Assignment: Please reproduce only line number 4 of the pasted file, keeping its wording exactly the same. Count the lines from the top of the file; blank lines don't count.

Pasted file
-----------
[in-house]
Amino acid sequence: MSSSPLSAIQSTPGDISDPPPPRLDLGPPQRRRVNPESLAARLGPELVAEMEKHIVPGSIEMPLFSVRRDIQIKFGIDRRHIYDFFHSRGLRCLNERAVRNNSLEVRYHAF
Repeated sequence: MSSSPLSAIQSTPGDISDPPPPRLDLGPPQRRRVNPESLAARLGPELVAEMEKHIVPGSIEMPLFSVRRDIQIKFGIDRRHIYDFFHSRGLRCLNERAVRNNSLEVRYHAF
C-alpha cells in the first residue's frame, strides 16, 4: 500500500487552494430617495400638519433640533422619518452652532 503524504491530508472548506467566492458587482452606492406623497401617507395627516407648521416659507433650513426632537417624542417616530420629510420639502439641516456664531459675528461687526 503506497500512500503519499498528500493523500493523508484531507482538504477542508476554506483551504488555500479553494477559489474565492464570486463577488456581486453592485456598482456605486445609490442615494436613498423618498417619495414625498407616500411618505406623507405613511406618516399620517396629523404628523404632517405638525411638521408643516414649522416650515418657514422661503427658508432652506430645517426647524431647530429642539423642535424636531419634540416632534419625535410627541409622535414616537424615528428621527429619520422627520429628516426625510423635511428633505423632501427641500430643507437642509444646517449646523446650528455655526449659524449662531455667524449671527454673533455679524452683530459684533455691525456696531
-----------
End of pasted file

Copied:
C-alpha cells in the first residue's frame, strides 16, 4: 500500500487552494430617495400638519433640533422619518452652532 503524504491530508472548506467566492458587482452606492406623497401617507395627516407648521416659507433650513426632537417624542417616530420629510420639502439641516456664531459675528461687526 503506497500512500503519499498528500493523500493523508484531507482538504477542508476554506483551504488555500479553494477559489474565492464570486463577488456581486453592485456598482456605486445609490442615494436613498423618498417619495414625498407616500411618505406623507405613511406618516399620517396629523404628523404632517405638525411638521408643516414649522416650515418657514422661503427658508432652506430645517426647524431647530429642539423642535424636531419634540416632534419625535410627541409622535414616537424615528428621527429619520422627520429628516426625510423635511428633505423632501427641500430643507437642509444646517449646523446650528455655526449659524449662531455667524449671527454673533455679524452683530459684533455691525456696531